nep-tra New Economics Papers
on Transition Economics
Issue of 2008‒06‒21
nineteen papers chosen by
J. David Brown
Heriot-Watt University

  1. Competition and the Gender Wage Gap: New Evidence from Linked Employer-Employee Data in Hungary 1986-2003 By Anna Lovasz
  2. Does the Chinese Banking System Promote the Growth of Firms? By Panicaos Demetriades; Jun Du; Sourafel Girma; Chenggang Xu
  3. The Gender Earnings Gap inside a Russian Firm : First Evidence from Personnel Data - 1997 to 2002 ; Updated Version By Thomas Dohmen; Hartmut Lehmann; Anzelika Zaiceva
  4. Optimal Portfolio Analysis for the Czech Republic, Hungary and Poland During 2001– 2006 Period By George Xanthos; Dikaios Tserkezos
  5. Informal Employment Relationships and Labor Market Segmentation in Transition Economies : Evidence from Ukraine By Hartmut Lehmann; Norberto Pignatti
  6. "Household specialisation and gender equality in transition. Paid and unpaid work of women and men in Soviet and post-Soviet Taganrog" By Katz, Katarina; Sand, Lena
  7. Real convergence and the determinants of growth in EU candidate and potential candidate countries - a panel data approach By Magdalena Morgese Borys; Éva Katalin Polgár; Andrei Zlate
  8. Building institutions for growth and human development: an economic perspective applied to the transitional countries of Europe and CIS By Zeghni, Sylvain; Fabry, Nathalie
  9. A Real Model of Transitional Growth and Competitiveness in China By Céline Rochon; Geneviève Verdier; Leslie Lipschitz
  10. Current Account Developments in New Member States of the European Union: Equilibrium, Excess, and EU-Phoria By Jesmin Rahman
  11. Will an asymmetrical system of fiscal decentralisation resolve the conflicts in the republic of Georgia? By Kirn, Tanja; Khokrishvili, Elguja
  12. Das georgische Steuersystem im Transformationsprozess By Khokrishvili, Elguja
  13. Firm Characteristics and Country Institutional Development: Business Relationships with Foreign Firms in Transition Economies By Manuel Portugal Ferreira; Dan Li; Fernando A. Ribeiro Serra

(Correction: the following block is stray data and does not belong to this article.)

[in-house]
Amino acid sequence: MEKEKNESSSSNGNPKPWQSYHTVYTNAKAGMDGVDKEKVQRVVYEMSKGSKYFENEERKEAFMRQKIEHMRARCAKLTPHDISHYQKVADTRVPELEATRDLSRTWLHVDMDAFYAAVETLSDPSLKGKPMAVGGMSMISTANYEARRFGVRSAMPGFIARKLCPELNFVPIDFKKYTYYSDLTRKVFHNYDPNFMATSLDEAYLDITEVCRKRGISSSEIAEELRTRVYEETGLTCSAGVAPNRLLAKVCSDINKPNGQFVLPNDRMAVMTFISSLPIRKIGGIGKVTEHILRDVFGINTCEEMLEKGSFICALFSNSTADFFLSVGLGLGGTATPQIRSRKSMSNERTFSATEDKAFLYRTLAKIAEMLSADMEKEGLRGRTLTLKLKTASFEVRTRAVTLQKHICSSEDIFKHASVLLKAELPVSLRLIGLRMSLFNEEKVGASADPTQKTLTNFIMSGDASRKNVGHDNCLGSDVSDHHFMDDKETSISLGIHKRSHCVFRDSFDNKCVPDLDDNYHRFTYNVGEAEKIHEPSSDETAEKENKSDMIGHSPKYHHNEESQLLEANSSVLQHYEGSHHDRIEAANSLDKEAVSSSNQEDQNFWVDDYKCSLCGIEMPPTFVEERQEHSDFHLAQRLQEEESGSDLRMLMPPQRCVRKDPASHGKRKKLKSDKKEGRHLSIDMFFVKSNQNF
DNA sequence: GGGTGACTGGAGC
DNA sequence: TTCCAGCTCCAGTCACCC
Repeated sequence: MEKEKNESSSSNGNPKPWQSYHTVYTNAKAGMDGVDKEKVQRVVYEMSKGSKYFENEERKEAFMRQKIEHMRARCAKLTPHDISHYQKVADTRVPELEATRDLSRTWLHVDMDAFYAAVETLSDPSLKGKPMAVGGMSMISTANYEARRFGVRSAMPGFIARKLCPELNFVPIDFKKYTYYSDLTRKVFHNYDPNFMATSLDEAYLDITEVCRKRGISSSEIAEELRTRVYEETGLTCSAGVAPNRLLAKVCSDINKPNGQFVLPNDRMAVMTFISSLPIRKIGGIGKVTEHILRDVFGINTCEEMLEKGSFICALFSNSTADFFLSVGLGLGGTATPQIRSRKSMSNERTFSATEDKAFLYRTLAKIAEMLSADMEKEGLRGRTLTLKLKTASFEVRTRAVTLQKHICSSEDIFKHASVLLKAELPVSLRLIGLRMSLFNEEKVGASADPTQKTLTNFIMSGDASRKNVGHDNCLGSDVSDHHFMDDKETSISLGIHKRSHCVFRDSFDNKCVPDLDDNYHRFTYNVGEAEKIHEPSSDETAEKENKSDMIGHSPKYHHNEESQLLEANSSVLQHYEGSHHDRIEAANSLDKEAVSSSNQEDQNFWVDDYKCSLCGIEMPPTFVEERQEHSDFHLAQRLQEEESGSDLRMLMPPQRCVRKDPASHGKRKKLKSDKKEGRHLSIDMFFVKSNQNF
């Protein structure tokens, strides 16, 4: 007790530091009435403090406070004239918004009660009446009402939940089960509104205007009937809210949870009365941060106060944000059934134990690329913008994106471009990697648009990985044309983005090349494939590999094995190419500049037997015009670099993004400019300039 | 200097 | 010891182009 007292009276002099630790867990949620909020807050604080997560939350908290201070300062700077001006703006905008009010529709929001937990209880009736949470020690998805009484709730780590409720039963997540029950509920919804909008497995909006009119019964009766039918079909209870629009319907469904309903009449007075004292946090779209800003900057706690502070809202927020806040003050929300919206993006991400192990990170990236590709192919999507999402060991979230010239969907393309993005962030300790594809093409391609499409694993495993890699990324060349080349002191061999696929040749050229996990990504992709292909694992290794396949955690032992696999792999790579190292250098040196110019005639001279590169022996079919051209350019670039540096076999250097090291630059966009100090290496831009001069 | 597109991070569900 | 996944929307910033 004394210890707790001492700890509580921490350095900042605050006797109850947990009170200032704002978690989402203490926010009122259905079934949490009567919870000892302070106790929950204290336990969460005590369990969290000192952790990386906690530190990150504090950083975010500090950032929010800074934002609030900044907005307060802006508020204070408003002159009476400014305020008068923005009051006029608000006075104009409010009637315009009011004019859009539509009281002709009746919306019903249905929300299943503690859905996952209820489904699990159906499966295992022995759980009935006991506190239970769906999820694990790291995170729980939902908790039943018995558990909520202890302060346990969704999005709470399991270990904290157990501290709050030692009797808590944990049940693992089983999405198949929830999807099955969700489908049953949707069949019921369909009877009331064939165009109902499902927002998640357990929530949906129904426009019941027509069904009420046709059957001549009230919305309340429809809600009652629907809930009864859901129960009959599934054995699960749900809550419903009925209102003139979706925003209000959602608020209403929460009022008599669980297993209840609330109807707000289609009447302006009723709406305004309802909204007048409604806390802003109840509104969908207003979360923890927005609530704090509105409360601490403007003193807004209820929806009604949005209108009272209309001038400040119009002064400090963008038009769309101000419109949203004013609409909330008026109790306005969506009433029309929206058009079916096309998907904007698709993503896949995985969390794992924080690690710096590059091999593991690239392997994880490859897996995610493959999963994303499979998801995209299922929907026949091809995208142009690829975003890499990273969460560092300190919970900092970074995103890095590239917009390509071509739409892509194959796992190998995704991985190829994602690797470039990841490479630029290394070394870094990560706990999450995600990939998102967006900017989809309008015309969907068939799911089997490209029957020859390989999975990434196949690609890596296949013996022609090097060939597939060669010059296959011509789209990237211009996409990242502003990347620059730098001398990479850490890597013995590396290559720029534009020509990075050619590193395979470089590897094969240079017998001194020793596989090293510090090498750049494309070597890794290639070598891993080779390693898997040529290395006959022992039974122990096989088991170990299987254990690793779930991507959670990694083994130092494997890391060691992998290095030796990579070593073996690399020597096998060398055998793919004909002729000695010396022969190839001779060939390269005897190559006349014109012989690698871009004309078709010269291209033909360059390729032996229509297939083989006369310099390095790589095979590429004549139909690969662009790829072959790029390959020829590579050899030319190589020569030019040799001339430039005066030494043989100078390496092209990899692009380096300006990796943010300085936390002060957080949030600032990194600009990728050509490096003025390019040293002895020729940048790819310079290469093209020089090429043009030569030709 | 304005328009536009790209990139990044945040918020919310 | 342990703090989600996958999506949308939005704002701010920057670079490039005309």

14. Composition of small and large firms? business networks in transition economies By Manuel Portugal Ferreira; Dan Li; Fernando A. Ribeiro Serra
  15. Informality and Bank Credit: Evidence from Firm-Level Data By Junko Koeda; Era Dabla-Norris
  16. The Capital Markets of Emerging Europe: Institutions, Instruments and Investors By Li L. Ong; Silvia Iorgova
  17. Relative Income Positions and Labor Migration: A Panel Study Based on a Rural Household Survey in China By Zheren WU
  18. Rights of local jurisdictions and tax revenue distribution in Georgia By Narmania, David
  19. Estimating Equilibrium Exchange Rates for Armenia and Georgia By Omar AlShehabi; Shuang Ding

  1. By: Anna Lovasz (Labor Project, Central European University)
    Abstract: The overall gender wage gap fell from .31 to .15 between 1986 and 2003 following the transition to a free market in Hungary. During the same time period, firms faced increased competition from both new domestic and foreign firms due to the rapid liberalization measures implemented by the government. Becker's (1957) model of employer taste discrimination implies that employers that discriminate against women may be forced out of the market by competition in the long run, leading to a fall in the gender wage gap. I test this implication using data from the Hungarian Wage and Earnings Survey covering 1986-2003. I estimate the effect of variation in various measures of product market competition, including trade variables, on the within-firm endowment-adjusted gender wage gap, making use of the fact that I am able to follow firms over time. The estimates show a significant negative relationship between product market competition and the within-firm gender wage gap.
    Keywords: Transitional labor market, wage differentials, gender discrimination
    JEL: J31 J71 P20
    Date: 2008–06